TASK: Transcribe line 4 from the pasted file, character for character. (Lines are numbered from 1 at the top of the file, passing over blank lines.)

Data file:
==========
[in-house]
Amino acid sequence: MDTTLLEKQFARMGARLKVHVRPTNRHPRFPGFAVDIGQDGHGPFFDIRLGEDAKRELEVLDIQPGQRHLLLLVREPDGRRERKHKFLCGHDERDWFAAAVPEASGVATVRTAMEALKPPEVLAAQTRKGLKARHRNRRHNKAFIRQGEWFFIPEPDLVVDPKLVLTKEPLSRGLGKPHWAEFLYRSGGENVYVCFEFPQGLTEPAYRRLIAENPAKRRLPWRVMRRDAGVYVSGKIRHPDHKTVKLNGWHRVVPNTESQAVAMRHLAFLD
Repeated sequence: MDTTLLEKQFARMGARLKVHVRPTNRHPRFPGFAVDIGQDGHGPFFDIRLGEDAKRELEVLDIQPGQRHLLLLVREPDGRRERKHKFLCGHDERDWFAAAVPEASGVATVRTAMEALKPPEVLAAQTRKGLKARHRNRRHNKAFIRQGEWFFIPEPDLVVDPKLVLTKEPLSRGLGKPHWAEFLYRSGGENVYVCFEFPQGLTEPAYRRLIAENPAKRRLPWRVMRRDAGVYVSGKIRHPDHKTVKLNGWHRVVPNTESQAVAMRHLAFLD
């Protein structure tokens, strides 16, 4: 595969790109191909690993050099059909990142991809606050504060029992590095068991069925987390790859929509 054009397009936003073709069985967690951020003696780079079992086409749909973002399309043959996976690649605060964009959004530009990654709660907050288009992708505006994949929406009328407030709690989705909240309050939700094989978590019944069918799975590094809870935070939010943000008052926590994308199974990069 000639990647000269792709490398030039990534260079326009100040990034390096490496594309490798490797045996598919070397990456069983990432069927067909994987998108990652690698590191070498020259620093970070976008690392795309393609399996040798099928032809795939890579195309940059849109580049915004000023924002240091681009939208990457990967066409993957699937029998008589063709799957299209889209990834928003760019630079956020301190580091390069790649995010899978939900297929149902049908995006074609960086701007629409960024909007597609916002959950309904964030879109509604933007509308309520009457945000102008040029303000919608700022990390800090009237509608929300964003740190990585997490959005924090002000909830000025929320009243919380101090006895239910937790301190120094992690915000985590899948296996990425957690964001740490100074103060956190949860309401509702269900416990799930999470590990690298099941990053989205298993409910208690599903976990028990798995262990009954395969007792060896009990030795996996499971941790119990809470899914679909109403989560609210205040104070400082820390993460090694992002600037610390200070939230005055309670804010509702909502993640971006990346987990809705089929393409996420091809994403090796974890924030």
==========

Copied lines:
């Protein structure tokens, strides 16, 4: 595969790109191909690993050099059909990142991809606050504060029992590095068991069925987390790859929509 054009397009936003073709069985967690951020003696780079079992086409749909973002399309043959996976690649605060964009959004530009990654709660907050288009992708505006994949929406009328407030709690989705909240309050939700094989978590019944069918799975590094809870935070939010943000008052926590994308199974990069 000639990647000269792709490398030039990534260079326009100040990034390096490496594309490798490797045996598919070397990456069983990432069927067909994987998108990652690698590191070498020259620093970070976008690392795309393609399996040798099928032809795939890579195309940059849109580049915004000023924002240091681009939208990457990967066409993957699937029998008589063709799957299209889209990834928003760019630079956020301190580091390069790649995010899978939900297929149902049908995006074609960086701007629409960024909007597609916002959950309904964030879109509604933007509308309520009457945000102008040029303000919608700022990390800090009237509608929300964003740190990585997490959005924090002000909830000025929320009243919380101090006895239910937790301190120094992690915000985590899948296996990425957690964001740490100074103060956190949860309401509702269900416990799930999470590990690298099941990053989205298993409910208690599903976990028990798995262990009954395969007792060896009990030795996996499971941790119990809470899914679909109403989560609210205040104070400082820390993460090694992002600037610390200070939230005055309670804010509702909502993640971006990346987990809705089929393409996420091809994403090796974890924030």